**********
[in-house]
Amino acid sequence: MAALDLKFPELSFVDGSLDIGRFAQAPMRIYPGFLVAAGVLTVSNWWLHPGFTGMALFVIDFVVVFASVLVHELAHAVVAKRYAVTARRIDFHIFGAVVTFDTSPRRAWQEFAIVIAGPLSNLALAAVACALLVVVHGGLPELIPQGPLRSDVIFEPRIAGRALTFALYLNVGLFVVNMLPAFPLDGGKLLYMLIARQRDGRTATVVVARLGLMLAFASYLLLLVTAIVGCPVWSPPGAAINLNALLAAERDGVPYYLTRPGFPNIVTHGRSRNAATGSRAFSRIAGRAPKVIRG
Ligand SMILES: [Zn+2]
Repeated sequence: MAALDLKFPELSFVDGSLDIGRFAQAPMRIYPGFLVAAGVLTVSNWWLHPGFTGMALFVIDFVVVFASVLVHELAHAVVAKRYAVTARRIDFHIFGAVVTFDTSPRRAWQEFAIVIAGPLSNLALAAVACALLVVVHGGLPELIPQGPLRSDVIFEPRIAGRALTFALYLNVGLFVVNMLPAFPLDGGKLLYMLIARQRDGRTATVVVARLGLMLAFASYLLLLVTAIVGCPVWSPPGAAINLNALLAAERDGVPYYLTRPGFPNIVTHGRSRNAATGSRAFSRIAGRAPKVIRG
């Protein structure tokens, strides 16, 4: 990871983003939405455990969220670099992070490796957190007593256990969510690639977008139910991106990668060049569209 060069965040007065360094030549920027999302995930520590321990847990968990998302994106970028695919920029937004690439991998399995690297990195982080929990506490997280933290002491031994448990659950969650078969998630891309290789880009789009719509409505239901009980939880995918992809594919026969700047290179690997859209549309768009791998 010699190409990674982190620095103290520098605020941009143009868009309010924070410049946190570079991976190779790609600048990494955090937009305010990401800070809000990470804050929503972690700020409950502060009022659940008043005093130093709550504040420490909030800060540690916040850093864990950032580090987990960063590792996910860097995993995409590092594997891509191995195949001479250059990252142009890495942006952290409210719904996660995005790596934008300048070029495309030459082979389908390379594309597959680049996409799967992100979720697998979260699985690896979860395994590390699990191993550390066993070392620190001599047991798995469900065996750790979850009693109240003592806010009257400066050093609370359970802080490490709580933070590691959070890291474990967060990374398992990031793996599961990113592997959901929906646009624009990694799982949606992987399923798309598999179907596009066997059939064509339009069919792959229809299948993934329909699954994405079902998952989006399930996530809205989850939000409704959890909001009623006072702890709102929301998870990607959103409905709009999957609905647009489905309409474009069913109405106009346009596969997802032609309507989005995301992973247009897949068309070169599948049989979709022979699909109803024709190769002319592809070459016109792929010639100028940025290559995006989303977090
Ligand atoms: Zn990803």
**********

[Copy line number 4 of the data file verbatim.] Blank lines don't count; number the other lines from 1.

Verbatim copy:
Repeated sequence: MAALDLKFPELSFVDGSLDIGRFAQAPMRIYPGFLVAAGVLTVSNWWLHPGFTGMALFVIDFVVVFASVLVHELAHAVVAKRYAVTARRIDFHIFGAVVTFDTSPRRAWQEFAIVIAGPLSNLALAAVACALLVVVHGGLPELIPQGPLRSDVIFEPRIAGRALTFALYLNVGLFVVNMLPAFPLDGGKLLYMLIARQRDGRTATVVVARLGLMLAFASYLLLLVTAIVGCPVWSPPGAAINLNALLAAERDGVPYYLTRPGFPNIVTHGRSRNAATGSRAFSRIAGRAPKVIRG